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gman552
July 29, 2005, 17:37
A guy I know through work is getting together a group for a dove hunting lease (I'm in the Dallas/Ft. Worth area) and asked me if I was interested in joining the group.

I've never been hunting before, so what advice do you all have for a newbie?

Some questions:

- What is involved in leasing? Financially and otherwise, like grounds upkeep, etc.?

- What should I expect to pay for my part?

Any information would be very helpful.

Plain George
July 29, 2005, 21:07
I guessing as an end result, those doves (the ones you kill) will cost you about $50.00 each....

tn hp
July 31, 2005, 15:52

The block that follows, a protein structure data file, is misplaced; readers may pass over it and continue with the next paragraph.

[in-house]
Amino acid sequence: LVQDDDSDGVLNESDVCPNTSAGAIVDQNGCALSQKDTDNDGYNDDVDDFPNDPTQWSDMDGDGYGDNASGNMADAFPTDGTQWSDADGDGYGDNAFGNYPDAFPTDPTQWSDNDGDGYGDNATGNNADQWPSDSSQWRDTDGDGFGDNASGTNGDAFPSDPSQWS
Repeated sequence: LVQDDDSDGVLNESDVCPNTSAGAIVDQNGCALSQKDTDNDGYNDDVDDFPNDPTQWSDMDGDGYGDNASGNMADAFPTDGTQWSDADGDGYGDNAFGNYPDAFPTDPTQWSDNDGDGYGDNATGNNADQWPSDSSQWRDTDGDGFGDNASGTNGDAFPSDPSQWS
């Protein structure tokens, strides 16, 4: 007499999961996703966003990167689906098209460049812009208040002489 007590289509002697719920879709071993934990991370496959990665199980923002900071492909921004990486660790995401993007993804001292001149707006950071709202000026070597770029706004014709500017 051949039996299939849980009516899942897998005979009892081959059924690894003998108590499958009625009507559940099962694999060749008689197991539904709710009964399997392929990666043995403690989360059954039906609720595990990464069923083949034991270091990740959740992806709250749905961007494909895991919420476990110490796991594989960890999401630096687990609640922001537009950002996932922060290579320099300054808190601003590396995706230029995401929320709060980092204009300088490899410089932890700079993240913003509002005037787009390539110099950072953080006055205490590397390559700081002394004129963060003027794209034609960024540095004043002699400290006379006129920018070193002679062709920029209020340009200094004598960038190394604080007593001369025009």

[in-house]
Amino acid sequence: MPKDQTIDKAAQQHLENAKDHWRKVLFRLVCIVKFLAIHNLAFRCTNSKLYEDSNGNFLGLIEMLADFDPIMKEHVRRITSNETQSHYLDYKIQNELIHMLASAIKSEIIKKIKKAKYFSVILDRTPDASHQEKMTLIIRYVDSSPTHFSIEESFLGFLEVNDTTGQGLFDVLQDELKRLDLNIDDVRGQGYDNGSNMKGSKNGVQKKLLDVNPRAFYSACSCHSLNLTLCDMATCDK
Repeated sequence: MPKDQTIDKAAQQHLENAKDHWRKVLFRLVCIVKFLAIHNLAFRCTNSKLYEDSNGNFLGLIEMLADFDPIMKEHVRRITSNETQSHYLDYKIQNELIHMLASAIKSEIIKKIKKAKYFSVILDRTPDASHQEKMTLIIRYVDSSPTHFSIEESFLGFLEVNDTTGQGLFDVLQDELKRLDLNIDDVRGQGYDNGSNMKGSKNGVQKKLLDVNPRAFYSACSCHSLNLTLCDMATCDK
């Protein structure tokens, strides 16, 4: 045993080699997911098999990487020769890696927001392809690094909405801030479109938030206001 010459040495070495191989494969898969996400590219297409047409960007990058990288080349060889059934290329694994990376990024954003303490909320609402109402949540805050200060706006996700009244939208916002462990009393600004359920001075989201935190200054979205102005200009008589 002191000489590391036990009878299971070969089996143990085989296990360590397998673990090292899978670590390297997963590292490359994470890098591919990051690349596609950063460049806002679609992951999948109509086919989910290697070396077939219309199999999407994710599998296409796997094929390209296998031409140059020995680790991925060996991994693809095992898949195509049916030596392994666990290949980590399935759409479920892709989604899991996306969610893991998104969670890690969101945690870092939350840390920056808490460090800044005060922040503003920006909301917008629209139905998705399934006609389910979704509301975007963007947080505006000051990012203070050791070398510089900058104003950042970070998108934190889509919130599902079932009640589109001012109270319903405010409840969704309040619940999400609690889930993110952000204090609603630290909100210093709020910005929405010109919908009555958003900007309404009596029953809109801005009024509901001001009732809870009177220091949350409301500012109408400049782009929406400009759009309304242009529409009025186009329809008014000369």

Issues to consider:

1. Does TX require you to attend a Hunter Safety Course? If so, you better sign up now, if its not to late.

2. Do you own a shotgun and have you ever shot skeet? If you own a shotgun, go to the nearest skeet/trap club and practice. If you don't own a shotgun, get your hunting companion's opinion, buy the best you can afford and learn to load, unloan, disassemble, clean and assemble it until you are competent in every aspect. Do not buy "cheap" shells, you get what you pay for when it comes to guns and ammo.

3. TX law may require that leases, even hunting leases, involving real estate be in writing. Is there a lawyer in your hunting group that can draw up or review a proposed lease?

4. Your cost will be pro rata and depend how many people are in your group.

5. Field preparation, planting, fuel, tractor time, etc. generally are included in the price and shared equally by all members of the lease.